^OTHELLO: ACT I Shakespeare’s story of jealousy, betrayal, and murderbegins on a street in Venice in the middle of the night. Roderigo has just learned that Desdemona, the womanhe loves, has eloped with Othello, a Moorish general hired to lead the Venetian army against the Turks.Roderigo is angry at Iago, the young Venetian he’s been paying to play “matchmaker-” for him andDesdemona. But Iago has other problems. He’s furious with Othello for having chosen Michael Cassio as hisLieutenant instead of himself, who has served loyally as Othello’s ensign. Iago hides an evil nature under amask of honesty, and he delights in the suffering of others. With his jealousy as a partial excuse, he sets out toarrange Othello’s downfall. Roderigo and Iago awaken Brabantio, a Venetian Senator and Desdemona’sfather, to tell him that his daughter has run off with Othello. Despite the respect Brabantio has for Othello as asoldier, he is suspicious of him personally because he is a foreigner. Iago convinces Brabantio that Othelloseduced Desdemona using charms and spells. Iago finds Othello at the inn where he and Desdemona arespending their honeymoon. Iago warns him that Brabantio’s angry, but Othello feels he has done no wrong. Agroup of men, led by Cassio, arrives to summon Othello to the Senate for an emergency war council.Immediately following, Brabantio arrives with his supporters to put Othello in prison. Othello calmly suggeststhat they all go to the Senate and let the Duke decide who is in the right. In the Senate chambers, Othelloexplains how he and Desdemona fell in love: as he told her of his adventures throughout the world, she listenedwith awe and sympathy. Their mutual attraction was undeniable, and it happened without charms or potions.Desdemona is sent for, and she not only confirms Othello’s story but pledges her love for him. Brabantio,seeing that he’s defeated, is devastated. Othello is sent to Cyprus to fight the Turks. Desdemona will join himthere, accompanied by Iago and his wife, Emilia. Meanwhile, Iago formulates a plan capitalizing on Othello’sopen and trusting nature and Cassio’s good looks. The details of the plan are still tentative, but Iago’sobjectives are firm: to see Othello ruined and to win Cassio’s job as lieutenant. ^^^^^^^^^^OTHELLO: ACT IIThe war ends suddenly and unexpectedly when the Turkish fleet retreats, overpowered by a storm. Othelloarrives and is joyfully reunited with Desdemona. The Moor calls for a celebration in honor of his marriage andthe end of the war. That night, Iago urges Roderigo (who has come to Cyprus in the hopes of winningDesdemona after all) to pick a fight with Cassio and get the young lieutenant in so much trouble that he willlose his job. Iago gets Cassio drunk, Roderigo starts an argument that leads to a sword fight, and Montano,the retiring governor of Cyprus, is injured trying to stop the brawl. Othello is awakened by the ruckus andpromptly fires Cassio. The humiliated lieutenant is encouraged by Iago’s advice to approach Desdemona andbeg for his job. Cassio doesn’t realize that this is all part of Iago’s plan. ^^^^^^^^^^OTHELLO: ACT III Cassiogoes to Desdemona, who promises to help. Seeing them together, Othello–prompted by Iago–feels thestirrings of jealousy. When Desdemona asks her husband to give back Cassio’s job, Iago quickly points out toOthello that her behavior is indeed suspicious. Othello demands that Iago prove his insinuations regardingCassio and Desdemona. Unfortunately for her, Desdemona has dropped the handkerchief given to her byOthello. Iago “plants” the handkerchief in Cassio’s room and cites it as the “proof” Othello demands. Cassio,suspecting nothing, gives the handkerchief to Bianca, his mistress. Meanwhile, Iago tells Othello that he hasseen the handkerchief in Cassio’s hands. When Othello asks Desdemona to show him the handkerchief, shelies and says she still has it, but can’t show it to him. Othello, convinced of her guilt, resolves that she andCassio will die. ^^^^^^^^^^OTHELLO: ACT IV Though a lot has happened, Iago has just begun. He arrangesfor Othello to eavesdrop as he maneuvers Cassio into talking about Bianca’s love for him. Othello thinks he’sreferring to Desdemona. In a fury, Othello vows to strangle Desdemona that very night. He asks Iago to killCassio. Lodovico, a relative of Desdemona, arrives from Venice. He brings a letter from the Venetian Senateasking Othello to return to Venice, and giving Cassio control of Cyprus. Desdemona is delighted by the news,and Othello, thinking her joy is for Cassio, hits her in front of their guests. That night, Othello tries to pressureEmilia into admitting that Desdemona has cheated on him, but Emilia swears that her mistress is pure andinnocent. Othello refuses to believe her. Iago persuades Roderigo that killing Cassio is the best way for him towin Desdemona. With premonitions of death on her mind, Desdemona prepares for bed.^^^^^^^^^^OTHELLO: ACT V Roderigo attacks Cassio, but only wounds him. Cassio, in turn, manages towound Roderigo, and Iago, hidden in the dark, stabs Cassio in the leg. Cassio’s cries bring Lodovico andothers running from their rooms. Cassio identifies Roderigo as his attacker, and Iago, pretending to avengethe lieutenant, kills Roderigo to prevent him from confessing their plot. In Desdemona’s bedroom, Othello looksat her sleeping figure with a combination of love and hate. She awakens, and he announces his intention to killher for her acts of adultery. Desdemona protests that she is innocent, but Othello smothers her, certain that themurder is an act of justice. Emilia comes in with news of Roderigo’s death. Othello admits to having killedDesdemona, but says he had to because she was unfaithful. The grief-stricken Emilia protests, until Othellotells her Iago told him of Desdemona’s affair with Cassio. Emilia cries out, and Lodovico, Iago, and otherscome running. When Othello cites the handkerchief as proof of his wife’s infidelity, Emilia finally realizes thather husband’s evil. Iago kills her to protect himself, then makes a run for it. Montano and Gratiano rush out tochase Iago, and when they return with the unrepentant villain, Othello tries to stab him. He only wounds him,though, and Lodovico orders Othello’s sword be taken from him. Lodovico tells of letters found in Roderigo’spocket linking Iago with the conspiracy to kill Cassio. With his last words, Roderigo also accuses Iago. Afterbidding those around him to remember him as “one that loved not wisely, but too well,” Othello stabs himselfwith a dagger he had hidden in his cloak. Kissing Desdemona, he dies. Lodovico takes charge, orderingCassio to govern Cyprus and sentencing Iago to death. ^^^^^^^^^^OTHELLO: OTHELLO Shakespeare’stragic hero is a strong, powerful, dignified Moor. He has come to Venice as a soldier-of-fortune, hired by thestate to help Venice win their war against the Turks. He spends nine months in Venice, where his leadershipand kindness have made him a popular general. Although born a pagan (a non-Christian) he has converted toChristianity. While in Venice, he spends many evenings in the home of Brabantio, a Venetian Senator. Heentertains Brabantio and his guests with stories of his travels around the world. He tells marvelous and exotictales of strange people with fantastic customs and unusual appearances. His stories attract the attention ofBrabantio’s beautiful daughter, Desdemona, who listens to his words with such eagerness and sympathy thathe falls in love with her. She returns his love, and they elope, knowing that Brabantio would disapprove of hisdaughter marrying an older man of another race, class, and country. To hear Othello’s story up until theelopement with Desdemona is almost to hear a fairy tale–the story of a handsome warrior sweeping abeautiful young princess off her feet, away from the clutches of her possessive father, and on to happiness.One reader has said that it’s almost as if Othello has appeared from wonderland; his stories of his past arethat rich and magical. Shakespeare, however, has made Othello a human being, not a character from a fairytale. Unlike other Shakespearean tragic heroes, Othello is not a prince or a king, although he is descendedfrom “men of royal siege” (rank). In Venice he is seen as a professional soldier, a fine and courageous one,but still a hired general. By placing him closer to the common man, Shakespeare makes Othello easier toidentify with, more sympathetic. His story could be our story, and his faults our faults. Othello’s good qualitieseasily outweigh the bad. We know he’s powerful, brave, and authoritative; the respect given to him by theVenetian Senate tells us that. He’s also gentle and romantic. The story he tells of courting Desdemona is richand poetic, and his early scenes with his wife show him full of love and devotion. Cassio’s loyalty to him showsthat Othello is well-liked by his soldiers. When Cassio feels he has lost Othello’s respect, he is broken-hearted.There are also qualities about Othello that have a good side and a bad side. One of these is his open andtrusting nature. Othello believes that others are honest and sincere until he has proof that they’re not. Thisopen-hearted love of his fellow man makes Othello an attractive and generous friend. But it also leaves himsusceptible to Iago’s scheming; Iago knows his plan will work because Othello trusts him and has no reason tosuspect that his loyal ensign would scheme against him. Othello is also naive, particularly about women. Hesays: For since these arms of mine had seven years’ pith Tiff now some nine moons wasted, they have usedTheir dearest action in the tented field; Act I, Scene iii, lines 83-86 Having spent most of his life in armycamps, Othello knows little of women and love. This naivete has charm in the first act, where the strong andpowerful general admits to being a shy and cautious lover. In the third act, however, Othello’s inexperienceallows Iago to convince him that he doesn’t understand Venetian women, that they are known for cheating ontheir husbands. As a professional soldier, Othello has gained a strong reputation. The discipline he haslearned has earned him the respect of the Venetians, who badly need his help. When he fires Cassio, it’s tomake an example of him to the rest of the soldiers. And he refuses to reinstate him as a matter of principle.Sadly, it is this strict code of honor–both military and private–that forces Othello to kill Desdemona. When aman’s honor is lost, according to this code, he must win it back. For Othello, this means Desdemona’s death,which he sees as an act of justice, not of revenge. As painful as it is for him, he doesn’t see that he has achoice. He is a soldier, trained to live by the rules. The last of these “double-edged” virtues is Othello’spowerful poetic imagination. The stories he weaves for Desdemona are rich and impressive. As Othello retellsthe story of his courtship in the Senate office, the Duke is so struck that he understands how his daughter waswon by such stories. Othello can weave magic with his tales and transform the truth into poetry. Yet this richimagination has a handicap: it makes Othello vulnerable to Iago’s stories of Desdemona’s infidelities. Othello’simagination runs wild with Iago’s invented details and “proofs.” The most common view of Othello’s “tragicflaw” is that he’s a jealous person who allows jealousy to prevail over good sense. But is jealousy Othello’sproblem? Or is he, as he says, a man who is not easily made jealous? Is this the tragedy of a man not jealousby nature, who is made jealous by the cruel manipulations of Iago? Read Act III, Scene iii carefully, and judgefor yourself whether Othello is by nature jealous. Othello is also a passionate man, and this makes himexciting. But he admits that he has a fiery temper (Act II, Scene iii, lines 207-212). Iago capitalizes on Othello’sexcitability. Once Iago has convinced the Moor that Desdemona’s having an affair with Cassio, Othello movesto his deadly revenge quickly and single-mindedly. Always remember that Othello is a stranger. Despite hisstrength and pride, he is never completely at home, and is constantly aware that others consider him aforeigner. ^^^^^^^^^^OTHELLO: IAGO What is Iago’s motivation in ruining Othello’s life? This question haspuzzled readers and scholars for centuries. Iago is a fascinating, complex character who can’t be analyzed insimple terms. Like many people you meet, Iago can be mysterious and baffling. Just when you think youunderstand him, he does or says something completely mystifying. Shakespeare was obviously fascinated bythe man–he gave Iago more lines than any other character in his work–more than Hamlet, King Lear, orOthello. Here are some of the facts we know about Iago: He is a 28-year-old Venetian who is Othello’s”ancient” or “ensign,” a comparatively low-ranked commissioned officer. He seems to have no history of dirtydeeds; in fact, almost every character in the play calls him “honest.” (The word is applied to Iago 15 times inthe play.) He’s married to Emilia, a salty outspoken woman; they seem to tolerate each other. If theirs was alove match, we’re never told, and it’s difficult to guess. Let’s look at some possibilities that might explainingIago’s behavior. 1. He loves evil for evil’s sake. Some characters in Elizabethan drama are just thoroughly bad;they were born that way. From this point of view, Iago needs no motive. He simply loves to see people suffer.2. He is motivated by jealousy. In the play he expresses openly his jealousy of Cassio and Othello. He isjealous of Cassio’s job and of Othello’s success as a soldier and with Desdemona. 3. He is seeking revenge.The rumors that Othello has slept with Emilia and the possibility that Cassio has also slept with her hurt Iago’spride and make him want to see both men ruined. 4. He is motivated by a force he simply doesn’t understand.The reasons he offers throughout the play are often contradictory. Iago snatches at whatever excuse he can tojustify his horrible behavior. As you look over the text, try to decide which of these (or other) reasons explainIago. Remember that his motives may overlap. If there were a simple way to explain Iago, he wouldn’t be theintriguing character that has appalled and thrilled audiences for hundreds of years. Iago does have qualities onwhich everyone can agree. Here are some of them: 1. He is a wonderful actor. For years, he has fooled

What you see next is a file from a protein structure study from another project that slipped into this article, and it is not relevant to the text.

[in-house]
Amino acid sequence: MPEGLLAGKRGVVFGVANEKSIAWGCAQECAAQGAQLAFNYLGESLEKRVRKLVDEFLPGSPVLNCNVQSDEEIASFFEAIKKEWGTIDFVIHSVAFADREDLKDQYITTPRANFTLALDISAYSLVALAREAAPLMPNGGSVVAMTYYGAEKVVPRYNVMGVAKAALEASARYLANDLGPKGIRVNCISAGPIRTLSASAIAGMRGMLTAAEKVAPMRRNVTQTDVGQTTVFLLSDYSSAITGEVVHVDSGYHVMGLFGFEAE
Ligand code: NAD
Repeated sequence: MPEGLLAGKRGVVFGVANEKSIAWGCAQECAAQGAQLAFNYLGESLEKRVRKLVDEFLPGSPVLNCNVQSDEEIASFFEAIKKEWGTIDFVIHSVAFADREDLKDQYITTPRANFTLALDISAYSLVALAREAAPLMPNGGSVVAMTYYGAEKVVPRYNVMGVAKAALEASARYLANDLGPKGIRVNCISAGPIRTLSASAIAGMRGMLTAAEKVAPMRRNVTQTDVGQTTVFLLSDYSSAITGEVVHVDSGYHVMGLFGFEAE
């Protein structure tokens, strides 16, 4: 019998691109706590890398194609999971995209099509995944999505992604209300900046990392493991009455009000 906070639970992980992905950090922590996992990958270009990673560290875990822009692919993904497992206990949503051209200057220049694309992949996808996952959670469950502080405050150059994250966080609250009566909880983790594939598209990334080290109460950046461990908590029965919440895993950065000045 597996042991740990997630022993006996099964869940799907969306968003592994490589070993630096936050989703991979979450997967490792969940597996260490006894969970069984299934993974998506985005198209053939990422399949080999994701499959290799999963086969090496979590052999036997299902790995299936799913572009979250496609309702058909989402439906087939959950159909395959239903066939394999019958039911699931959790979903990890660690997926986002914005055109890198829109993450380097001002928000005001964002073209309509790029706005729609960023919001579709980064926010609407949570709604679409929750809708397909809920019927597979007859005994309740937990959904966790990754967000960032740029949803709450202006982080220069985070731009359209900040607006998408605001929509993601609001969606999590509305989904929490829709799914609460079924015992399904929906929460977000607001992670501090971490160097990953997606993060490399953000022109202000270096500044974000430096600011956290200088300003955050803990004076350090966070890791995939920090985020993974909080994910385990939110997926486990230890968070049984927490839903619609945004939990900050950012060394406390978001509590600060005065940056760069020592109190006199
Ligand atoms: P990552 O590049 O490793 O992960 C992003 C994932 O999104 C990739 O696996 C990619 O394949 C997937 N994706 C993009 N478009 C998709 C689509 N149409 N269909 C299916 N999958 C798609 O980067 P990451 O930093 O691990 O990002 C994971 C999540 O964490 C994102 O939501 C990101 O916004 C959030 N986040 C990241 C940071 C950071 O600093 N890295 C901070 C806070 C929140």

everyone into thinking he’s honest. Even if Emilia suspects him of being a rascal, she has no idea that he’struly evil. You’ve seen newspaper reports about the mild-mannered person who suddenly is discovered to be amass murderer; neighbors who are interviewed often say, “He was the nicest person, so polite and friendly! Ican’t believe he was capable of such a crime!” Friends of Iago would have said the same thing about him. 2.He is amoral. An amoral person has no moral standards at all. Iago never thinks twice about his behavior. Heplunges ahead without a twinge of guilt or regret. Even when the innocent Desdemona becomes a victim of theplot, Iago has no pangs of conscience. He moves to satisfy himself, no matter who suffers. And he goes to hisdeath without a word of regret! 3. He is highly intelligent. Iago plots his actions knowing how everyone willrespond. His insight into the behavior of others is practically perfect; he can adapt himself to the personality ofwhoever he is with–from Roderigo to Desdemona to Cassio to Othello, knowing just how to “play” him or her.Ironically, the one person he misreads is Emilia; he doesn’t suspect her loyalty to Desdemona outweighs herfeelings for him. 4. He is an egotist. His opinion of everyone except himself is very low. He laughs at Othello’strusting nature, thinks Roderigo is a gullible fool, treats Emilia as a shrew, and scorns Cassio’s honest virtues.The only person he respects is himself, and everything he does in the play is for the satisfaction of his ownego. 5. He is a cynic. He shows contempt for all conventional standards of decency. He is loyal only when itserves his own needs. He delights in dishonesty. He doesn’t believe in romantic love, attributing it to a sexualitch. His opinion of the human race is so low that he allows innocent people to die without a word of regret. 6.He is extremely proud. Suspicions that Othello has slept with Emilia eat away at him. Othello’s appointment ofCassio makes him furious. Iago sees anything that threatens his self-esteem as a personal insult, which mustbe avenged. He isn’t angered by the thought of Othello in bed with Emilia because he loves her, but becauseanother man has gotten the best of him! Villains in literature are always a source of scary fun. Shakespeare,fortunately, has created in Iago more than just a villain. Iago is a complex character who combines enormousintelligence with an impulse to see others suffer. We may get a vicarious thrill as we watch him operate, butfeel a great sense of relief when justice is finally served. ^^^^^^^^^^OTHELLO: DESDEMONA As a youngVenetian woman, Desdemona has lived a sheltered life in her father’s home. She falls in love, probably for thefirst time, with a man several years older than herself, from a faraway land, and of a different race. She’scaptivated by the man’s stories and wishes she were a man so that she might also have an exciting life.Knowing that her father would disapprove of her marriage to such a man, she elopes with Othello and goeswith him to the war zone. Desdemona’s portrait is that of a lovely, courageous, gentle woman, deeply in lovewith her husband. Is she a perfect character, free from flaws? Most Elizabethans wouldn’t have thought so.They would have seen her as disobedient and disrespectful. A nice young lady simply didn’t marry behind herfather’s back. They would have shared Brabantio’s disapproval of her marriage to a man of a different class,age, and race. And when Desdemona pleads with Othello to reinstate Cassio, Elizabethans would haveconsidered her a pushy, interfering wife. This is not to say that Shakespeare’s audiences weren’t moved byDesdemona’s death. It’s just that their opinion of her was influenced by social customs no longer current.Today, her behavior toward Brabantio, though perhaps insensitive, is forgivable; her begging Othello, even if itcomes close to nagging, is hardly a major flaw. If Iago represents evil in the world, Desdemona may representthe good that evil often destroys. She is guilty only of loving her husband too much. She has no defenseagainst his terrible accusations because she is young and inexperienced. There’s been no room in hercloistered world for the kind of thoughts Othello thinks she is hiding. She doesn’t even believe that there arewomen who are unfaithful to their husbands! If you look at what other characters say about Desdemona, you’llfind that everyone praises her innocence, her goodness, her generosity. She risks her husband’s angerbecause she promised Cassio she would help him. Desdemona inspires such devotion in Emilia that she isprepared to die for her. Even on her deathbed, she won’t betray her husband. Rather than have him accused ofthe murder, she takes responsibility for it. Is Desdemona a believable character? Is there anyone who can beso self-sacrificing? Shakespeare is careful to give her a few minor flaws–her treatment of Brabantio, herstubborn persistence about Cassio, her lie about the handkerchief–to make her realistic. But our overallimpression of her is highly favorable, it’s her very innocence that makes her a victim of circumstance. Howcould such a person know about or prepare herself for the likes of Iago? ^^^^^^^^^^OTHELLO: CASSIOCassio is an attractive, likeable young man who seems to be a good choice for Othello’s lieutenant. He’s loyalto Othello, and is crushed when he errs and Othello fires him. It is partly Cassio’s determination to make thingsright with Othello that allows Iago to succeed: Cassio tries to win Othello’s favor by going through Desdemona;it’s this friendship Iago misrepresents to Othello. Cassio has many youthful faults: he’s rash, impatient, and notvery serious about his relationship with Bianca. He also can’t handle his liquor. Yet the offenses Iago suspectshim of–sleeping with Emilia, having an affair with Desdemona–are all in Iago’s mind. The innocent Cassioalmost becomes a victim of Iago’s treachery. Roderigo and Iago almost succeed in killing him. At the end ofthe play, however, Cassio is awarded control of Cyprus, and we believe that the island is in good hands. Hissurvival tells us that order and decency will survive, despite the price that has been paid. ^^^^^^^^^^OTHELLO:EMILIA It’s astonishing how quickly our opinion of Emilia changes. When she first appears, she seems littlemore than coarse, hard-edged, and world-weary. Her opinion of men is very low–after all, she says, it’s owingto men’s faults that women cheat on them as much as they do. We’re also distressed when Emilia findsDesdemona’s handkerchief and doesn’t return it to her. She’s merely following Iago’s instructions, and can’tknow what he has in mind, but still, she’s being dishonest. However, she redeems herself when she discoversDesdemona near death. Emilia’s grief and her willingness to die for the truth tell you that her rough exterior hashidden a good and generous heart (at least where Desdemona is concerned). As one critic said aboutEmilia’s last moments: “If she lived forever she never could soar a higher pitch, and nothing in her life becameher like the losing it.” ^^^^^^^^^^OTHELLO: RODERIGO Does Roderigo fall into Othello’s clutches becausehe’s foolish or because he’s unlucky? This is a difficult question to answer. All we know of Roderigo’s past isthat Desdemona rejected him when he tried to court her. There’s no question that Roderigo makes somestupid assumptions: 1) that he can “buy” Desdemona; 2) that she is having an affair with Cassio just becauseIago tells him it is true; 3) that killing Cassio will make Desdemona turn to him for love. We watch Roderigowith amazement. We wonder when he’s going to realize that Desdemona doesn’t love him and never will. But,in his defense, Roderigo may be just unlucky to have fallen into Iago’s clutches. As we know, Iago is a mastermanipulator. He is able to deceive people who are stronger and smarter than Roderigo. And remember thatRoderigo is a man in love and particularly susceptible to being fooled. If you’ve ever had a crush on someone,you know that people in love don’t always think clearly. As Iago convinces him there is hope with Desdemona,Roderigo will do anything he asks. He’s that fixated on her. Do you have sympathy for Roderigo when he’skilled? On one hand, he’s played a role in Iago’s wicked plot. On the other hand, he dies because he wasfooled by someone he trusted. Is Roderigo punished too harshly for his failure to see that Iago is wicked?^^^^^^^^^^OTHELLO: BRABANTIO Brabantio, Desdemona’s father, is a Venetian Senator. When we firstmeet him, he’s terrified that his only child has been kidnapped by Othello and seduced with drugs and potions.When he learns that Desdemona’s in love with the Moor, he’s bitter and resentful. He accepts defeat, but notgraciously: he won’t allow Desdemona to stay in his house while Othello is in Cyprus, and he warns the Moorthat Desdemona could betray her husband if she betrayed her father. Yet Brabantio is not a villain. He’sdisappointed when his daughter marries a man so different from herself, and hurt when she does so behindhis back. So wounded is he by Desdemona, that when he dies in Act V it’s probably of a broken heart.^^^^^^^^^^OTHELLO: SETTING It’s not surprising that Shakespeare chose Venice as the setting of a storyfilled with passion, jealousy, and sexual tension. For the Elizabethans, the Italians were a wicked people, livinglives of treachery, murder, and loose morals. When playwrights of the day wanted to portray wickedness, theyoften created Italian characters causing problems in England, or set the plays in Italy. Venice was particularlyexciting to the English. The women there were rumored to be very beautiful, and very interested in making love.Venetian men were considered hot-tempered, aggressive, and easily jealous. An Elizabethan audiencewatching Othello would have been highly suspicious of Desdemona and her behavior. Running off to getmarried behind your father’s back was simply not done. Because Desdemona was Venetian, however,audiences wouldn’t have been too surprised. As for Iago, he probably represented the kind of villainElizabethans thought ran rampant throughout Italy! One interesting note is that the name Iago is Spanish. (TheItalian form is Giacomo.) Shakespeare gave his most evil character a Spanish name, probably because Spainwas England’s worst enemy. Italy may have been the home of romantic, exotic sin, but true evil, according tothe Elizabethans, came from Spain! ^^^^^^^^^^OTHELLO: THEMES The major themes of Othello are 1)appearance and reality, 2) society’s treatment of the outsider; and 3) jealousy. ^^^^^^^^^^OTHELLO:APPEARANCE AND REALITY Can we ever know the truth about a person? Is it possible to know if someoneis lying to us? How can we discover what lies behind the words someone tells us? Shakespeare wasfascinated with these questions. Many of his most evil characters were thought by others in the play to besincere and truthful. In Othello, this theme has its most potent and dramatic realization in the character of Iago.Iago fools everyone in the play into believing he’s honest. No one even suspects him of treachery, until the finalact when Roderigo first realizes how badly he’s been fooled. In short, Iago proves that evil intentions can bemasked behind a facade of honesty. The theme emerges in other characters: Brabantio is deceived byDesdemona’s reaction to Othello, assuming she fears him when she truly loves the Moor. Othello suspects thatDesdemona is unfaithful, despite her innocent looks. Othello also feels he’s being deceived by Cassio, whomhe trusts and who appears loyal. Emilia’s exterior suggests salty indifference, but she turns against herhusband and dies in defence of Desdemona. Even Bianca, who is suspected of dishonesty, is ultimately seenas a sincere and caring woman. And Othello, considered a barbarian by many in the play, is gentle and nobleuntil driven to near-madness by the cruel manipulations of his most trusted “friend.” The inability to judge truefrom false is a human dilemma that we have all faced. In Othello’s case, the dilemma proves fatal.Shakespeare dramatizes the problem by showing the consequences of trusting someone whose mask ofhonesty is perfect, almost to the very last. ^^^^^^^^^^OTHELLO: SOCIETY’S TREATMENT OF THEOUTSIDER Everyone has known the feeling of being alienated from a group, whether it’s as the new kid atschool, as a member of an ethnic or religious minority, or as someone who holds an unpopular opinion.Shakespeare points that problem in Othello by making his hero an outsider, one who doesn’t quite belong inthe society in which he lives. From the very beginning, when he’s held in suspicion by a man who accuses himof seducing his daughter with mysterious charms, Othello stands apart from everyone else. As a man ofanother race and from another country, much of the conflict he faces is due to the reigning opinion that hedoesn’t quite belong. Othello’s sensitivity to the issue becomes clear when Iago uses it as proof thatDesdemona couldn’t be faithful to a man so foreign–such a match is “unnatural,” he says. Othello’sself-confidence, once so strong, is easily eroded by Iago’s ability to convince him that he’s inferior to the menof Venice. Shakespeare dramatizes through Othello the tragedy of a man whose insecurities about hisbackground, fed by public opinion, weaken his defenses and allow his worst instincts to take over.^^^^^^^^^^OTHELLO: JEALOUSY Othello represents how jealousy, particularly sexual jealousy, is one of themost corrupting and destructive of emotions. It is jealousy (fed by his innate sense of evil) that prompts Iago toplot Othello’s downfall; jealousy, too, is the tool that Iago uses to arouse Othello’s passions. Roderigo andBianca demonstrate jealousy at various times in the play, and Emilia demonstrates that she too knows theemotion well. Only Desdemona and Cassio, the true innocents of the story, seem beyond its clutches.Shakespeare used the theme in other plays, but nowhere else is it portrayed as quite the “green-eyed”monster it is in this play. Since it is an emotion that everyone shares, we watch its destructive influence on thecharacters with sympathy and horror. ^^^^^^^^^^OTHELLO: THE SOURCE OF OTHELLO Shakespearedelighted in taking old stories, adding his own particular brand of genius, and creating something new–andbetter. He based Othello on a story in a collection of tales, called Hecatommithi, written in 1565 by GiraldiCinthio, an Italian. A short synopsis of the original story gives some indication of how Shakespeare merelyborrowed stories and made them his own. The heroine, called Disdemona, falls in love with a Moor. Her familyagrees reluctantly to her marriage with him, and the couple lives together in Venice for awhile. The Moor (givenno name) is sent to command the troops in Cyprus. The Moor and Disdemona travel there